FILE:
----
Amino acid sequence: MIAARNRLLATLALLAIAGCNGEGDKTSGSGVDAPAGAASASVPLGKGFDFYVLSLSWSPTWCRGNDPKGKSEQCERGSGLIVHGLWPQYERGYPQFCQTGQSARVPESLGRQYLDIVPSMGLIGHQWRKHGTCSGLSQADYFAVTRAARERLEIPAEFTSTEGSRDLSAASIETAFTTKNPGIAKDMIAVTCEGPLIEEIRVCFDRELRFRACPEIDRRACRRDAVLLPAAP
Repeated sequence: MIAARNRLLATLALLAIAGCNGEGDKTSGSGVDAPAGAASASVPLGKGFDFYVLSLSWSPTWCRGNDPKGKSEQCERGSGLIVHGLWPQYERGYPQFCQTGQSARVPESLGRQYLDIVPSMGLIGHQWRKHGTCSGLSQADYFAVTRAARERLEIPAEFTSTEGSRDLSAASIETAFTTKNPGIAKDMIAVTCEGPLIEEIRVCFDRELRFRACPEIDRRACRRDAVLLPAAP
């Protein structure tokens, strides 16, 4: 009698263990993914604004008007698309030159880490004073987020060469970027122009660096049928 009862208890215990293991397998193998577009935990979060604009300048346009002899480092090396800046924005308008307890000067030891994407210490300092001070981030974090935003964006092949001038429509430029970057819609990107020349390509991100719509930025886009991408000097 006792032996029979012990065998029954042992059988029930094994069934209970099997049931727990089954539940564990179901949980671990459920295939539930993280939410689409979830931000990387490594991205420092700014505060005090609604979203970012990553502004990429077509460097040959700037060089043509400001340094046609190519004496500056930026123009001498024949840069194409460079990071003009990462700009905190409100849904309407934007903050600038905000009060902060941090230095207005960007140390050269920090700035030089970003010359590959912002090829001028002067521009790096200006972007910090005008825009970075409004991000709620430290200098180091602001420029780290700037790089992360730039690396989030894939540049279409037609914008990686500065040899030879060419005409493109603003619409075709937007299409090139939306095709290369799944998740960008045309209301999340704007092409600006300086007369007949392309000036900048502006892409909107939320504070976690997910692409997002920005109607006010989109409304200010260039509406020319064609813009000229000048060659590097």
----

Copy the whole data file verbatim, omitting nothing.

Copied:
Amino acid sequence: MIAARNRLLATLALLAIAGCNGEGDKTSGSGVDAPAGAASASVPLGKGFDFYVLSLSWSPTWCRGNDPKGKSEQCERGSGLIVHGLWPQYERGYPQFCQTGQSARVPESLGRQYLDIVPSMGLIGHQWRKHGTCSGLSQADYFAVTRAARERLEIPAEFTSTEGSRDLSAASIETAFTTKNPGIAKDMIAVTCEGPLIEEIRVCFDRELRFRACPEIDRRACRRDAVLLPAAP
Repeated sequence: MIAARNRLLATLALLAIAGCNGEGDKTSGSGVDAPAGAASASVPLGKGFDFYVLSLSWSPTWCRGNDPKGKSEQCERGSGLIVHGLWPQYERGYPQFCQTGQSARVPESLGRQYLDIVPSMGLIGHQWRKHGTCSGLSQADYFAVTRAARERLEIPAEFTSTEGSRDLSAASIETAFTTKNPGIAKDMIAVTCEGPLIEEIRVCFDRELRFRACPEIDRRACRRDAVLLPAAP
């Protein structure tokens, strides 16, 4: 009698263990993914604004008007698309030159880490004073987020060469970027122009660096049928 009862208890215990293991397998193998577009935990979060604009300048346009002899480092090396800046924005308008307890000067030891994407210490300092001070981030974090935003964006092949001038429509430029970057819609990107020349390509991100719509930025886009991408000097 006792032996029979012990065998029954042992059988029930094994069934209970099997049931727990089954539940564990179901949980671990459920295939539930993280939410689409979830931000990387490594991205420092700014505060005090609604979203970012990553502004990429077509460097040959700037060089043509400001340094046609190519004496500056930026123009001498024949840069194409460079990071003009990462700009905190409100849904309407934007903050600038905000009060902060941090230095207005960007140390050269920090700035030089970003010359590959912002090829001028002067521009790096200006972007910090005008825009970075409004991000709620430290200098180091602001420029780290700037790089992360730039690396989030894939540049279409037609914008990686500065040899030879060419005409493109603003619409075709937007299409090139939306095709290369799944998740960008045309209301999340704007092409600006300086007369007949392309000036900048502006892409909107939320504070976690997910692409997002920005109607006010989109409304200010260039509406020319064609813009000229000048060659590097």